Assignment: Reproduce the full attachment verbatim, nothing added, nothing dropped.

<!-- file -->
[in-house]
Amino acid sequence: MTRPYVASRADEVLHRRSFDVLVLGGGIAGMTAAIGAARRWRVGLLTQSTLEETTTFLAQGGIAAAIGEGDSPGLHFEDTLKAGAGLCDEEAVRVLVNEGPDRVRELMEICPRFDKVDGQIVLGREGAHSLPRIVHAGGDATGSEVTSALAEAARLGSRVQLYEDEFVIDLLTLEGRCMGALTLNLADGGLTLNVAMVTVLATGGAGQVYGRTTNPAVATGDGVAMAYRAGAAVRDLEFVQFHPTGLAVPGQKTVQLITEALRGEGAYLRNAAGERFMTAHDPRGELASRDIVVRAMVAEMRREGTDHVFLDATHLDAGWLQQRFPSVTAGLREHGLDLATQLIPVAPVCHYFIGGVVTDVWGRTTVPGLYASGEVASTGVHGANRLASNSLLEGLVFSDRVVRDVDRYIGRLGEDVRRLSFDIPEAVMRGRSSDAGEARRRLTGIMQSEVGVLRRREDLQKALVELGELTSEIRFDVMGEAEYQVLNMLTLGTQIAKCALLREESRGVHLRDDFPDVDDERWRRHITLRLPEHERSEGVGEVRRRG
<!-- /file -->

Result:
[in-house]
Amino acid sequence: MTRPYVASRADEVLHRRSFDVLVLGGGIAGMTAAIGAARRWRVGLLTQSTLEETTTFLAQGGIAAAIGEGDSPGLHFEDTLKAGAGLCDEEAVRVLVNEGPDRVRELMEICPRFDKVDGQIVLGREGAHSLPRIVHAGGDATGSEVTSALAEAARLGSRVQLYEDEFVIDLLTLEGRCMGALTLNLADGGLTLNVAMVTVLATGGAGQVYGRTTNPAVATGDGVAMAYRAGAAVRDLEFVQFHPTGLAVPGQKTVQLITEALRGEGAYLRNAAGERFMTAHDPRGELASRDIVVRAMVAEMRREGTDHVFLDATHLDAGWLQQRFPSVTAGLREHGLDLATQLIPVAPVCHYFIGGVVTDVWGRTTVPGLYASGEVASTGVHGANRLASNSLLEGLVFSDRVVRDVDRYIGRLGEDVRRLSFDIPEAVMRGRSSDAGEARRRLTGIMQSEVGVLRRREDLQKALVELGELTSEIRFDVMGEAEYQVLNMLTLGTQIAKCALLREESRGVHLRDDFPDVDDERWRRHITLRLPEHERSEGVGEVRRRG